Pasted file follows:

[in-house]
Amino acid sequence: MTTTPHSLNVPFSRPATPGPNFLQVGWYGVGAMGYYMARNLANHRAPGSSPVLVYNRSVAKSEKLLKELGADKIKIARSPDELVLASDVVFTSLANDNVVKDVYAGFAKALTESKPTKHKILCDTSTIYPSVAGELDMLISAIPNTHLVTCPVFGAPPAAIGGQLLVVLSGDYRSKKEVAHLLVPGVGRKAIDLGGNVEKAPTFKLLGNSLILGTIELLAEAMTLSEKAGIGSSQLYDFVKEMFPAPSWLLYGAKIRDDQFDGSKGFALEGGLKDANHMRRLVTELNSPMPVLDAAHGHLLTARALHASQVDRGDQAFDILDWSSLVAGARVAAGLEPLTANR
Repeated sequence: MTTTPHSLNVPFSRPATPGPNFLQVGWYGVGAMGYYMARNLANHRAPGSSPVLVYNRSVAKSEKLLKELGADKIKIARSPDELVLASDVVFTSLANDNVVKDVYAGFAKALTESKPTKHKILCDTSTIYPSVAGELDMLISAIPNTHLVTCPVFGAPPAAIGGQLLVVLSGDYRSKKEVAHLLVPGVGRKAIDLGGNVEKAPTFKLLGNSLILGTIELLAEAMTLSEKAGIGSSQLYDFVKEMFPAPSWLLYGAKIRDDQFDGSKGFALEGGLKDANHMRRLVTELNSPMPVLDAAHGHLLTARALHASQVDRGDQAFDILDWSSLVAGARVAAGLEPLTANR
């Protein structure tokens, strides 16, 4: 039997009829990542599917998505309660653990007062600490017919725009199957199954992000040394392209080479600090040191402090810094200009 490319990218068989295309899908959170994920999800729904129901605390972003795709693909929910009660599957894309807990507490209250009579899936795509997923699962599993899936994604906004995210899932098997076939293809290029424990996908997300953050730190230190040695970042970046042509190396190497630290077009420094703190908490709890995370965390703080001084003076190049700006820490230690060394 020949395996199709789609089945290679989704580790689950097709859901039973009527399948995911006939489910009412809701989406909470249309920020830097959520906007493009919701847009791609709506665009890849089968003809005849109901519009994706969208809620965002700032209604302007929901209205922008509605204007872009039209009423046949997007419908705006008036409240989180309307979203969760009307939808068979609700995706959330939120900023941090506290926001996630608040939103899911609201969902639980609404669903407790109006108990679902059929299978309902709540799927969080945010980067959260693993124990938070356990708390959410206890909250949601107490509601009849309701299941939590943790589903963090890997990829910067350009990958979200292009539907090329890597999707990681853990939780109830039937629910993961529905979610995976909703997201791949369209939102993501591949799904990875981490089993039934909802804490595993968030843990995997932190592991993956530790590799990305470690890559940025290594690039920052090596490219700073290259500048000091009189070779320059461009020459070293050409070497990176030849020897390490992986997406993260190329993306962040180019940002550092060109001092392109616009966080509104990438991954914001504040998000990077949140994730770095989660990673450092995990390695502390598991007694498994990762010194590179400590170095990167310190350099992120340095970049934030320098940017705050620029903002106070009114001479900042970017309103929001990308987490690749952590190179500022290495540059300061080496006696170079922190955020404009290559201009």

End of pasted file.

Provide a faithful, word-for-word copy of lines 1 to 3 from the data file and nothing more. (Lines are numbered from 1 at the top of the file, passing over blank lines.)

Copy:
[in-house]
Amino acid sequence: MTTTPHSLNVPFSRPATPGPNFLQVGWYGVGAMGYYMARNLANHRAPGSSPVLVYNRSVAKSEKLLKELGADKIKIARSPDELVLASDVVFTSLANDNVVKDVYAGFAKALTESKPTKHKILCDTSTIYPSVAGELDMLISAIPNTHLVTCPVFGAPPAAIGGQLLVVLSGDYRSKKEVAHLLVPGVGRKAIDLGGNVEKAPTFKLLGNSLILGTIELLAEAMTLSEKAGIGSSQLYDFVKEMFPAPSWLLYGAKIRDDQFDGSKGFALEGGLKDANHMRRLVTELNSPMPVLDAAHGHLLTARALHASQVDRGDQAFDILDWSSLVAGARVAAGLEPLTANR
Repeated sequence: MTTTPHSLNVPFSRPATPGPNFLQVGWYGVGAMGYYMARNLANHRAPGSSPVLVYNRSVAKSEKLLKELGADKIKIARSPDELVLASDVVFTSLANDNVVKDVYAGFAKALTESKPTKHKILCDTSTIYPSVAGELDMLISAIPNTHLVTCPVFGAPPAAIGGQLLVVLSGDYRSKKEVAHLLVPGVGRKAIDLGGNVEKAPTFKLLGNSLILGTIELLAEAMTLSEKAGIGSSQLYDFVKEMFPAPSWLLYGAKIRDDQFDGSKGFALEGGLKDANHMRRLVTELNSPMPVLDAAHGHLLTARALHASQVDRGDQAFDILDWSSLVAGARVAAGLEPLTANR